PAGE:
Diploid triploid mosaic
|Diploid triploid mosaic|
|Other names||Diploidy Triploidy, 2n/3n Mixoploidy, Triploidy Mosaicism, Diploid Triploid Mosaicism, DTM, Mosaic Triploid|
|Two children with DTM|
Diploid-triploid mosaicism (DTM) is a chromosome disorder. Individuals with diploid-triploid syndrome have some cells with three copies of each chromosome for a total of 69 chromosomes (called triploid cells) and some cells with the usual 2 copies of each chromosome for a total of 46 chromosomes (called diploid cells).
Having two or more different cell types is called mosaicism. Diploid-triploid mosaicism can be associated with truncal obesity, body/facial asymmetry, weak muscle tone (hypotonia), delays in growth, mild differences in facial features, fusion or webbing between some of the fingers and/or toes (syndactyly) and irregularities in the skin pigmentation. Intellectual disabilities may be present but are highly variable from person to person ranging from mild to more severe. The chromosome disorder is usually not present in the blood; a skin biopsy, or analyzing cells in the urine is needed to detect the triploid cells.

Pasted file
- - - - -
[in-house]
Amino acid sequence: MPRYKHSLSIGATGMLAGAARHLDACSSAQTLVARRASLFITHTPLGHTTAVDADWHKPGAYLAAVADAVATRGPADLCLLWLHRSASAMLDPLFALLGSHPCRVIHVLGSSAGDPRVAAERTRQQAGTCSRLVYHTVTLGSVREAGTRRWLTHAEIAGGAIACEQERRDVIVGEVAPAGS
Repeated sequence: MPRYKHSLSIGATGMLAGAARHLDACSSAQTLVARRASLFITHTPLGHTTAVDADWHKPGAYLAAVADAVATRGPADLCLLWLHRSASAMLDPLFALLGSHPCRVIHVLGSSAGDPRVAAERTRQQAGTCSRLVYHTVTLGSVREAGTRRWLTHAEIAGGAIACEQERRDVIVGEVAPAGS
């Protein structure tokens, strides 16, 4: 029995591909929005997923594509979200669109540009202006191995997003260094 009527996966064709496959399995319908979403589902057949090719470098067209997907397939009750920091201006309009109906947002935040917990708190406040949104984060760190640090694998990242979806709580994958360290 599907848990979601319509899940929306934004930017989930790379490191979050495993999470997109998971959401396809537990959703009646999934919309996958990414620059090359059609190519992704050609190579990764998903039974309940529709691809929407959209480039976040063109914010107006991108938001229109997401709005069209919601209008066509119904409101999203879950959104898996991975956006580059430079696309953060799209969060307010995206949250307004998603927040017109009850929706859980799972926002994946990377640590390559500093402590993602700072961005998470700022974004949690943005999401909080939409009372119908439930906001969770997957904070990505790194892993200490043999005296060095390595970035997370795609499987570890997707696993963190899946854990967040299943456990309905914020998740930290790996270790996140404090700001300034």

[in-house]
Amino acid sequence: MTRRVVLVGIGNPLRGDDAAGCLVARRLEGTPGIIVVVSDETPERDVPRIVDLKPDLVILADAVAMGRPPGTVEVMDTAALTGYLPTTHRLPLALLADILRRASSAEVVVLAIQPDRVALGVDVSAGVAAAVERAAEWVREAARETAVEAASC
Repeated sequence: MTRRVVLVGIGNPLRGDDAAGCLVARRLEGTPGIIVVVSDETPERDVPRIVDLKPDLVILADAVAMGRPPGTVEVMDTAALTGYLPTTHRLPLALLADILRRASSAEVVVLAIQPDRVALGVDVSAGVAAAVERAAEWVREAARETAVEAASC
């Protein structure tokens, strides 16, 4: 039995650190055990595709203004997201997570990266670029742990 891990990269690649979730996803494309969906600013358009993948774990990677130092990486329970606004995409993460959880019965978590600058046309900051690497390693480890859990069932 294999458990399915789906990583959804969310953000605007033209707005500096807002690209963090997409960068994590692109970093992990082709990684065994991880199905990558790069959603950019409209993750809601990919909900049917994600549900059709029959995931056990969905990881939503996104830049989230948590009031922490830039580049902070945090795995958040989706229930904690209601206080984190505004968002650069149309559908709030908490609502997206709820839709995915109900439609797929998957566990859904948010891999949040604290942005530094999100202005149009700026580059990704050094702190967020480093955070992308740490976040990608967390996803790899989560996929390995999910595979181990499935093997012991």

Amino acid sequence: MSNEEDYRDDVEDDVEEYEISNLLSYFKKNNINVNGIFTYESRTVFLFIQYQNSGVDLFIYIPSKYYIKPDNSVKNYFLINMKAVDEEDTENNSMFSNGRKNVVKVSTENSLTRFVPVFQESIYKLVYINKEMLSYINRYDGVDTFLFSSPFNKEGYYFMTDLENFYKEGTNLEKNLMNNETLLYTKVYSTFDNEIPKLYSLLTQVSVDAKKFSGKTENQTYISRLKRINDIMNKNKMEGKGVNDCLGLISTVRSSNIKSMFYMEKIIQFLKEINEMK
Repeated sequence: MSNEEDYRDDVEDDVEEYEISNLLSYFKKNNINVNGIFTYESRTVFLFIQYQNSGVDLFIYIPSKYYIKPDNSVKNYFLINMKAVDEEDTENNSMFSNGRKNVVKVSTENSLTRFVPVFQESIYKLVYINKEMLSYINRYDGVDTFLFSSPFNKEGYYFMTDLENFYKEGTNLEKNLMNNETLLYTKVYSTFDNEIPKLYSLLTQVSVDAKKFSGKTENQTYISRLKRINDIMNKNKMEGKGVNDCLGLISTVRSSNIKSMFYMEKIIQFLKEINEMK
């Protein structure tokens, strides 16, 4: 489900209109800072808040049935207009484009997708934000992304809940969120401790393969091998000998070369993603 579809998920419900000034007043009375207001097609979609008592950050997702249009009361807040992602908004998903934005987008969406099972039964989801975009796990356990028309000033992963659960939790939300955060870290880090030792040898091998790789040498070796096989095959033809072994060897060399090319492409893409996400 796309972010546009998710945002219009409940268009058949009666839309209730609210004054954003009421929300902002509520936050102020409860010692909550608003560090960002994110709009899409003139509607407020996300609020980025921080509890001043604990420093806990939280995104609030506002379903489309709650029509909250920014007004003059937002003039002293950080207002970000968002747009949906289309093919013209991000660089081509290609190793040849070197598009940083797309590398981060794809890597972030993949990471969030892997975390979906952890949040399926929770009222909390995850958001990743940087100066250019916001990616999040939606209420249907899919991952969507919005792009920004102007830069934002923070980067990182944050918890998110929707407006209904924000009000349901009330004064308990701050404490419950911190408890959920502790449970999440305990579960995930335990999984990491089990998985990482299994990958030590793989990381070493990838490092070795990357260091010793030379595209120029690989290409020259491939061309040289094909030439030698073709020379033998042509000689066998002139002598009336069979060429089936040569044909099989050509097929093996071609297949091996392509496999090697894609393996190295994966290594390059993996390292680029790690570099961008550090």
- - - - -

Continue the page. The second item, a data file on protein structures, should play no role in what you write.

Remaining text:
A regular human carries 23 pairs of chromosomes in his or her cells. Cells containing two pairs of chromosomes are known as diploid cells. Those with diploid triploid mosaicism have some cells which are triploid, meaning that they have three copies of chromosomes, or a total of 69 chromosomes. Triploidy is distinct from trisomy, in which only one chromosome exists in three pairs. A well-known example of trisomy is trisomy 21 or Down syndrome.